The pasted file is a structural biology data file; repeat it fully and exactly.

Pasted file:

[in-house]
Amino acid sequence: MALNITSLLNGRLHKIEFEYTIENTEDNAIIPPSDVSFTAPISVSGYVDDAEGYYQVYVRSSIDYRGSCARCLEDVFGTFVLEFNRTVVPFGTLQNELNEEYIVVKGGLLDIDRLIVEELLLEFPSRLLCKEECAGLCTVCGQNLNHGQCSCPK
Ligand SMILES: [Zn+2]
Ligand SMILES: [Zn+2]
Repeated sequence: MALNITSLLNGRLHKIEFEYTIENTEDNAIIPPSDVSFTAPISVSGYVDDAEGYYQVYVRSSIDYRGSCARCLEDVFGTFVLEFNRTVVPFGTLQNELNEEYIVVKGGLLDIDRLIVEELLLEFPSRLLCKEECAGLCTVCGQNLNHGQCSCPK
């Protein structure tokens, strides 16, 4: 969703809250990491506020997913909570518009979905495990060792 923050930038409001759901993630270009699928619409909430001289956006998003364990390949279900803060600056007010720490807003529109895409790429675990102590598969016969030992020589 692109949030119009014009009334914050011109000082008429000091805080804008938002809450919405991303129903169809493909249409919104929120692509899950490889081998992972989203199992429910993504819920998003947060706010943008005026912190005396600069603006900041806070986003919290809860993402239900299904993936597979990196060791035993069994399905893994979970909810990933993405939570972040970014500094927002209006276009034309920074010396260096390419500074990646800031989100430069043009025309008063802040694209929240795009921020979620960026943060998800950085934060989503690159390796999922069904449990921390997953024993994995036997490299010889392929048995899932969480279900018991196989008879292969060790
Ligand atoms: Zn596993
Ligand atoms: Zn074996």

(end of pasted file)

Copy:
[in-house]
Amino acid sequence: MALNITSLLNGRLHKIEFEYTIENTEDNAIIPPSDVSFTAPISVSGYVDDAEGYYQVYVRSSIDYRGSCARCLEDVFGTFVLEFNRTVVPFGTLQNELNEEYIVVKGGLLDIDRLIVEELLLEFPSRLLCKEECAGLCTVCGQNLNHGQCSCPK
Ligand SMILES: [Zn+2]
Ligand SMILES: [Zn+2]
Repeated sequence: MALNITSLLNGRLHKIEFEYTIENTEDNAIIPPSDVSFTAPISVSGYVDDAEGYYQVYVRSSIDYRGSCARCLEDVFGTFVLEFNRTVVPFGTLQNELNEEYIVVKGGLLDIDRLIVEELLLEFPSRLLCKEECAGLCTVCGQNLNHGQCSCPK
């Protein structure tokens, strides 16, 4: 969703809250990491506020997913909570518009979905495990060792 923050930038409001759901993630270009699928619409909430001289956006998003364990390949279900803060600056007010720490807003529109895409790429675990102590598969016969030992020589 692109949030119009014009009334914050011109000082008429000091805080804008938002809450919405991303129903169809493909249409919104929120692509899950490889081998992972989203199992429910993504819920998003947060706010943008005026912190005396600069603006900041806070986003919290809860993402239900299904993936597979990196060791035993069994399905893994979970909810990933993405939570972040970014500094927002209006276009034309920074010396260096390419500074990646800031989100430069043009025309008063802040694209929240795009921020979620960026943060998800950085934060989503690159390796999922069904449990921390997953024993994995036997490299010889392929048995899932969480279900018991196989008879292969060790
Ligand atoms: Zn596993
Ligand atoms: Zn074996």